This study investigated whether preconception dietary intake is associated with reduced fecundity, as measured by a longer time to pregnancy.Human Reproduction (Source: Medscape Today Headlines)
Source: Medscape Today Headlines - July 16, 2018 Category: Consumer Health News Tags: Ob/Gyn & Women ' s Health Journal Article Source Type: news

Scientists discover the best time to have sex when trying for a baby
University Hospital Zurich experts analysed semen samples from 7,068 men undergoing fertility treatment to make the conclusion, published in the journal Chronobiology International. (Source: the Mail online | Health)
Source: the Mail online | Health - July 13, 2018 Category: Consumer Health News Source Type: news

Study: Fertility treatments don't raise ovarian, breast cancer risk
Women who receive fertility treatments are not at a heightened risk of ovarian, womb or breast cancer, according to large study in Britain. (Source: Health News - UPI.com)
Source: Health News - UPI.com - July 12, 2018 Category: Consumer Health News Source Type: news

No 'overall risk' of womb or breast cancer after fertility treatment
There are no overall increases in the risk of womb cancer or invasive breast cancer after assisted reproduction, according to a study of over 250,000 British women. (Source: Nursing Times)
Source: Nursing Times - July 12, 2018 Category: Nursing Source Type: news

Pesticides impair the fertility of male frogs, causing a female-biased sex ratio
(Natural News) We all know that pesticides are bad, but the news just keeps getting worse as studies continue to show the extent of their harm. The latest strike against them comes in the form of a study carried out by researchers from the Department of Environmental Toxicology at Uppsala University, one of just a... (Source: NaturalNews.com)
Source: NaturalNews.com - July 12, 2018 Category: Consumer Health News Source Type: news

More studies needed to determine impact of air pollution on gynecologic health
(Boston University School of Medicine) While initial studies suggest a potential relationship between air pollution and both infertility and menstrual irregularity, researchers from Boston University School of Medicine believe more studies are needed to validate these findings in other populations. (Source: EurekAlert! - Medicine and Health)
Source: EurekAlert! - Medicine and Health - July 12, 2018 Category: International Medicine & Public Health Source Type: news

Fertility treatment does not appear to raise serious cancer risk
Small higher risk of non-invasive breast and ovarian tumours may not be due to treatment Related items fromOnMedica Only a third of women with regular bloating would see their GP Infertility much more likely after childhood cancer Unprotected sex among British teens – soars Experts call for wider HPV vaccination Use of contraceptive pill may lead to longer life (Source: OnMedica Latest News)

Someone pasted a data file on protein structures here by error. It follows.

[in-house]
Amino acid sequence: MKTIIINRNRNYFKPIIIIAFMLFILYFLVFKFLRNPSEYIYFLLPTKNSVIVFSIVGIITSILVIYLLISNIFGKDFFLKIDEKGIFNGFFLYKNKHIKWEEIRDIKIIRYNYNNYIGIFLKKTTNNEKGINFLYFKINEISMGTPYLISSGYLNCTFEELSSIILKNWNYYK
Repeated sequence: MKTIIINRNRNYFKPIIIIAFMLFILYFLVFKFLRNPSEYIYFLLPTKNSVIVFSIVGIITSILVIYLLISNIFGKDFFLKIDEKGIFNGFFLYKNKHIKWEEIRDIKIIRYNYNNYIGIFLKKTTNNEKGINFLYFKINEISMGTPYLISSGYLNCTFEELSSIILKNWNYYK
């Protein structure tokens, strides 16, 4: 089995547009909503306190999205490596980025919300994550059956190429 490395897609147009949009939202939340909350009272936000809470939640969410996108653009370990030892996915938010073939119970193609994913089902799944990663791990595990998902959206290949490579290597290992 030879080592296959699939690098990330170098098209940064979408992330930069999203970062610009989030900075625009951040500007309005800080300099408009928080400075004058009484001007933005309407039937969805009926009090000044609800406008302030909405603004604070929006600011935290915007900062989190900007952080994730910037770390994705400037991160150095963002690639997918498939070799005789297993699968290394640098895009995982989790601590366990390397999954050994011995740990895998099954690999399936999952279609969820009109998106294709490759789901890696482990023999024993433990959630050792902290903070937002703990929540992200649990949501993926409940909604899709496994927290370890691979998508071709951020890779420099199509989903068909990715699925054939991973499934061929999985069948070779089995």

Source: OnMedica Latest News - July 12, 2018 Category: UK Health Source Type: news

Warning to women over dangerous STI that could lead to infertility
Women have been warned about the spread of an increasingly dangerous 'stealth' sexually transmitted infection that makes women infertile. (Source: the Mail online | Health)
Source: the Mail online | Health - July 11, 2018 Category: Consumer Health News Source Type: news

Bias in Contraceptive Provision to Young Women Among Private Health Care Providers in South West Nigeria
CONCLUSIONSProvider bias in the provision of contraceptives to adolescent and young adult women in South West Nigeria may affect quality of care and method choice. Interventions to reduce provider bias should go beyond technical training to address the underlying sociocultural beliefs that lead providers to impose restrictions that are not based on evidence. (Source: The Guttmacher Institute)
Source: The Guttmacher Institute - July 11, 2018 Category: International Medicine & Public Health Authors: Guttmacher Source Type: news

Warning to women over dangerous STI that could lead to infertility
Women have been warned about the spread of an increasingly dangerous 'stealth' sexually transmitted infection that makes women infertile. (Source: the Mail online | Health)
Source: the Mail online | Health - July 11, 2018 Category: Consumer Health News Source Type: news

Warning to thousands of women over STI that could lead to infertility
Women have been warned about the spread of an increasingly dangerous 'stealth' sexually transmitted infection that makes women infertile. (Source: the Mail online | Health)
Source: the Mail online | Health - July 11, 2018 Category: Consumer Health News Source Type: news

Age Appropriate Sexuality Education for Youth Key to National Progress